• 2014-2015: China’s hacking team code-named APT31, aka Zirconium, developed Jian by, one way or another, cloning EpMe.
  • Early 2017: The Equation Group’s tools were teased and then leaked online by a team calling itself the Shadow Brokers. Around that time, Microsoft cancelled its February Patch Tuesday, identified the vulnerability exploited by EpMe (CVE-2017-0005), and fixed it in a bumper March update. Interestingly enough, Lockheed Martin was credited as alerting Microsoft to the flaw, suggesting it was perhaps used against an American target.
  • Mid 2017: Microsoft quietly fixed the vulnerability exploited by the leaked EpMo exploit.

Lots of news articles about this.

Military Cryptanalytics, Part III

Post Syndicated from Bruce Schneier original https://www.schneier.com/blog/archives/2021/01/military-cryptanalytics-part-iii.html

The NSA has just declassified and released a redacted version of Military Cryptanalytics, Part III, by Lambros D. Callimahos, October 1977.

Parts I and II, by Lambros D. Callimahos and William F. Friedman, were released decades ago — I believe repeatedly, in increasingly unredacted form — and published by the late Wayne Griswold Barker’s Agean Park Press. I own them in hardcover.

Like Parts I and II, Part III is primarily concerned with pre-computer ciphers. At this point, the document only has historical interest. If there is any lesson for today, it’s that modern cryptanalysis is possible primarily because people make mistakes

The monograph took a while to become public. The cover page says that the initial FOIA request was made in July 2012: eight and a half years ago.

And there’s more books to come. Page 1 starts off:

This text constitutes the third of six basic texts on the science of cryptanalytics. The first two texts together have covered most of the necessary fundamentals of cryptanalytics; this and the remaining three texts will be devoted to more specialized and more advanced aspects of the science.

Presumably, volumes IV, V, and VI are still hidden inside the classified libraries of the NSA.

And from page ii:

Chapters IV-XI are revisions of seven of my monographs in the NSA Technical Literature Series, viz: Monograph No. 19, “The Cryptanalysis of Ciphertext and Plaintext Autokey Systems”; Monograph No. 20, “The Analysis of Systems Employing Long or Continuous Keys”; Monograph No. 21, “The Analysis of Cylindrical Cipher Devices and Strip Cipher Systems”; Monograph No. 22, “The Analysis of Systems Employing Geared Disk Cryptomechanisms”; Monograph No.23, “Fundamentals of Key Analysis”; Monograph No. 15, “An Introduction to Teleprinter Key Analysis”; and Monograph No. 18, “Ars Conjectandi: The Fundamentals of Cryptodiagnosis.”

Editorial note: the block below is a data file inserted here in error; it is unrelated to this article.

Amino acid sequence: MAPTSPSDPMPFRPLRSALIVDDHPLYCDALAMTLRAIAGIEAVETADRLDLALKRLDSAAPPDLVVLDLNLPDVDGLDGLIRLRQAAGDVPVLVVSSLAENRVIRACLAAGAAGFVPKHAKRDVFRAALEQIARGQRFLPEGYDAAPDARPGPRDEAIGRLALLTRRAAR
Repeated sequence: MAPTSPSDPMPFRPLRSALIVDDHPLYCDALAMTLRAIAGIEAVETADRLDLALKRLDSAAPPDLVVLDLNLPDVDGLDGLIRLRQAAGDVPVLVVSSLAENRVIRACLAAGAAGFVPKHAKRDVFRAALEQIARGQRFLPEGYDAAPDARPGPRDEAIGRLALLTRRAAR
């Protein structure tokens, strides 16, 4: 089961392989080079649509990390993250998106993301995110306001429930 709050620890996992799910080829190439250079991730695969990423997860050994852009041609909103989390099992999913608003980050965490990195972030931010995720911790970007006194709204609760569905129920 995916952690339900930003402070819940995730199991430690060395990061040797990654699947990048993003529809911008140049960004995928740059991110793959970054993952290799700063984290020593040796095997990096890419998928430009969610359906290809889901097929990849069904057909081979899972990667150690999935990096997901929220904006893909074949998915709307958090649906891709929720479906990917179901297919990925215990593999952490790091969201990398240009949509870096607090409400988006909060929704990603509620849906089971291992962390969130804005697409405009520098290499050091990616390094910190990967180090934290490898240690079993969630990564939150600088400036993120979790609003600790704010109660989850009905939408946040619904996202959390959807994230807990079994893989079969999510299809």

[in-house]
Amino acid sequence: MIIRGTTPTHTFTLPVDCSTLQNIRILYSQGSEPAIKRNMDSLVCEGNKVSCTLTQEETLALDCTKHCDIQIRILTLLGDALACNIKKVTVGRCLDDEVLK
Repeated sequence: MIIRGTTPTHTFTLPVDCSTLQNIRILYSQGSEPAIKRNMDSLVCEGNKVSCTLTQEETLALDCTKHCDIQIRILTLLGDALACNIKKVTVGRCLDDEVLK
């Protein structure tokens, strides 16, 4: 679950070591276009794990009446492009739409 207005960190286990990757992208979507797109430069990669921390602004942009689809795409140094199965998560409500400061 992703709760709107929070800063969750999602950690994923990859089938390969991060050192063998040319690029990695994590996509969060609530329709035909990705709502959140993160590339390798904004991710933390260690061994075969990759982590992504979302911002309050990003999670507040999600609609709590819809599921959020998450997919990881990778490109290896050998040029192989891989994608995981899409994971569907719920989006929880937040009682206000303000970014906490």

This points to a whole series of still-classified monographs whose titles we do not even know.

EDITED TO ADD: I have been informed by a reliable source that Parts 4 through 6 were never completed. There may be fragments and notes, but no finished works.

NSA on Authentication Hacks (Related to SolarWinds Breach)

Post Syndicated from Bruce Schneier original https://www.schneier.com/blog/archives/2020/12/nsa-on-authentication-hacks-related-to-solarwinds-breach.html

The NSA has published an advisory outlining how “malicious cyber actors” are “are manipulating trust in federated authentication environments to access protected data in the cloud.” This is related to the SolarWinds hack I have previously written about, and represents one of the techniques the SVR is using once it has gained access to target networks.

From the summary:

Malicious cyberactors are abusing trust in federated authentication environments to access protected data. The exploitation occurs after the actors have gained initial access to a victim’s on-premises network. The actors leverage privileged access in the on-premises environment to subvert the mechanisms that the organization uses to grant access to cloud and on-premises resources and/or to compromise administrator credentials with the ability to manage cloud resources. The actors demonstrate two sets of tactics, techniques,and procedures (TTP) for gaining access to the victim network’s cloud resources, often with a particular focus on organizational email.

In the first TTP, the actors compromise on-premises components of a federated SSO infrastructure and steal the credential or private key that is used to sign Security Assertion Markup Language (SAML) tokens(TA0006, T1552, T1552.004). Using the private keys, the actors then forge trusted authentication tokens to access cloud resources. A recent NSA Cybersecurity Advisory warned of actors exploiting a vulnerability in VMware Access and VMware Identity Manager that allowed them to perform this TTP and abuse federated SSO infrastructure.While that example of this TTP may have previously been attributed to nation-state actors, a wealth of actors could be leveraging this TTP for their objectives. This SAML forgery technique has been known and used by cyber actors since at least 2017.

In a variation of the first TTP, if the malicious cyber actors are unable to obtain anon-premises signing key, they would attempt to gain sufficient administrative privileges within the cloud tenant to add a malicious certificate trust relationship for forging SAML tokens.

In the second TTP, the actors leverage a compromised global administrator account to assign credentials to cloud application service principals (identities for cloud applications that allow the applications to be invoked to access other cloud resources). The actors then invoke the application’s credentials for automated access to cloud resources (often email in particular) that would otherwise be difficult for the actors to access or would more easily be noticed as suspicious (T1114, T1114.002).

This is an ongoing story, and I expect to see a lot more about TTP — nice acronym there — in coming weeks.

Related: Tom Bossert has a scathing op-ed on the breach. Jack Goldsmith’s essay is worth reading. So is Nick Weaver’s.

Michael Ellis as NSA General Counsel